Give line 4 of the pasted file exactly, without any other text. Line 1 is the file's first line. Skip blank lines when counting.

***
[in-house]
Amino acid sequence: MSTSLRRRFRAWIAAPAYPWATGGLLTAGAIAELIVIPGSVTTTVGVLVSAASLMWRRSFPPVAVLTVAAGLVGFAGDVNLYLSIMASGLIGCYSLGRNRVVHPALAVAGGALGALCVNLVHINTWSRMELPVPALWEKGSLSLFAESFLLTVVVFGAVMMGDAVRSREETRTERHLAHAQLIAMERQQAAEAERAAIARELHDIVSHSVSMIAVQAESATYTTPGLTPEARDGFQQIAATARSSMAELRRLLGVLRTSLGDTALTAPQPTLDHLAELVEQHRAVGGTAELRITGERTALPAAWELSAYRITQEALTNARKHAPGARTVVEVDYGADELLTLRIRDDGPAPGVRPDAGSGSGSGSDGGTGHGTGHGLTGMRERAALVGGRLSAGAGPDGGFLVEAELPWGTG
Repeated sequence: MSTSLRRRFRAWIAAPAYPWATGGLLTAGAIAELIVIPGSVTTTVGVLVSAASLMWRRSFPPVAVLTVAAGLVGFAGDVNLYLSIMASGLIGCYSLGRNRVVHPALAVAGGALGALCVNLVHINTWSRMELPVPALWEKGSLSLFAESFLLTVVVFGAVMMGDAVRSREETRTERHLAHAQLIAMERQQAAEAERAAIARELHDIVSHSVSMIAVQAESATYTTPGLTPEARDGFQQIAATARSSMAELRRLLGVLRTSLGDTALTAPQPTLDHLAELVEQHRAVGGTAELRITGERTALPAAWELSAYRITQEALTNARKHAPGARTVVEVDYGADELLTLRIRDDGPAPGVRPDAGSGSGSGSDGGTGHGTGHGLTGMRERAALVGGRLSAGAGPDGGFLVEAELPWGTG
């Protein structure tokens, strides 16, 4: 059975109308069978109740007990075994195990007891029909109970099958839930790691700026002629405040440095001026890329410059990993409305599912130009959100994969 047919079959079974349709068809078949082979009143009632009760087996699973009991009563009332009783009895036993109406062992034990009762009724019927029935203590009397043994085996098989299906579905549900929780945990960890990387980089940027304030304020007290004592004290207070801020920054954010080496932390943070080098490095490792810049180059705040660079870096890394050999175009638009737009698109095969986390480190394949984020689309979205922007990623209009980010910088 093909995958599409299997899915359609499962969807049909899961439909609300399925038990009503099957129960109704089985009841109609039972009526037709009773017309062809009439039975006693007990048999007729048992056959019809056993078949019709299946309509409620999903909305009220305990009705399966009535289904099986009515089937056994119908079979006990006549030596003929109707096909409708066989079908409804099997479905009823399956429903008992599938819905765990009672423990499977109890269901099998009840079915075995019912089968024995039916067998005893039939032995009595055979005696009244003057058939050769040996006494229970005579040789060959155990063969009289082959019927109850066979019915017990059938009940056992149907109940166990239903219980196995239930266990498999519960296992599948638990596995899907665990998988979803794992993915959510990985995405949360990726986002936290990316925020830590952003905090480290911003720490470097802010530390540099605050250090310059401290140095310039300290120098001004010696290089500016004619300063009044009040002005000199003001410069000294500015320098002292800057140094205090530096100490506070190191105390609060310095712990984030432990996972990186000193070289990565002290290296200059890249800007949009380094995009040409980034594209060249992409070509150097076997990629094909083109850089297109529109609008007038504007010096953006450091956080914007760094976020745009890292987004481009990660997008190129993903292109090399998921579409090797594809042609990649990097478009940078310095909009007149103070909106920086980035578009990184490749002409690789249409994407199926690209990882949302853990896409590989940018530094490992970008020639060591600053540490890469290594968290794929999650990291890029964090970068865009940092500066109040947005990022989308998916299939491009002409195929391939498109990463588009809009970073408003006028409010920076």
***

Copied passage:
């Protein structure tokens, strides 16, 4: 059975109308069978109740007990075994195990007891029909109970099958839930790691700026002629405040440095001026890329410059990993409305599912130009959100994969 047919079959079974349709068809078949082979009143009632009760087996699973009991009563009332009783009895036993109406062992034990009762009724019927029935203590009397043994085996098989299906579905549900929780945990960890990387980089940027304030304020007290004592004290207070801020920054954010080496932390943070080098490095490792810049180059705040660079870096890394050999175009638009737009698109095969986390480190394949984020689309979205922007990623209009980010910088 093909995958599409299997899915359609499962969807049909899961439909609300399925038990009503099957129960109704089985009841109609039972009526037709009773017309062809009439039975006693007990048999007729048992056959019809056993078949019709299946309509409620999903909305009220305990009705399966009535289904099986009515089937056994119908079979006990006549030596003929109707096909409708066989079908409804099997479905009823399956429903008992599938819905765990009672423990499977109890269901099998009840079915075995019912089968024995039916067998005893039939032995009595055979005696009244003057058939050769040996006494229970005579040789060959155990063969009289082959019927109850066979019915017990059938009940056992149907109940166990239903219980196995239930266990498999519960296992599948638990596995899907665990998988979803794992993915959510990985995405949360990726986002936290990316925020830590952003905090480290911003720490470097802010530390540099605050250090310059401290140095310039300290120098001004010696290089500016004619300063009044009040002005000199003001410069000294500015320098002292800057140094205090530096100490506070190191105390609060310095712990984030432990996972990186000193070289990565002290290296200059890249800007949009380094995009040409980034594209060249992409070509150097076997990629094909083109850089297109529109609008007038504007010096953006450091956080914007760094976020745009890292987004481009990660997008190129993903292109090399998921579409090797594809042609990649990097478009940078310095909009007149103070909106920086980035578009990184490749002409690789249409994407199926690209990882949302853990896409590989940018530094490992970008020639060591600053540490890469290594968290794929999650990291890029964090970068865009940092500066109040947005990022989308998916299939491009002409195929391939498109990463588009809009970073408003006028409010920076």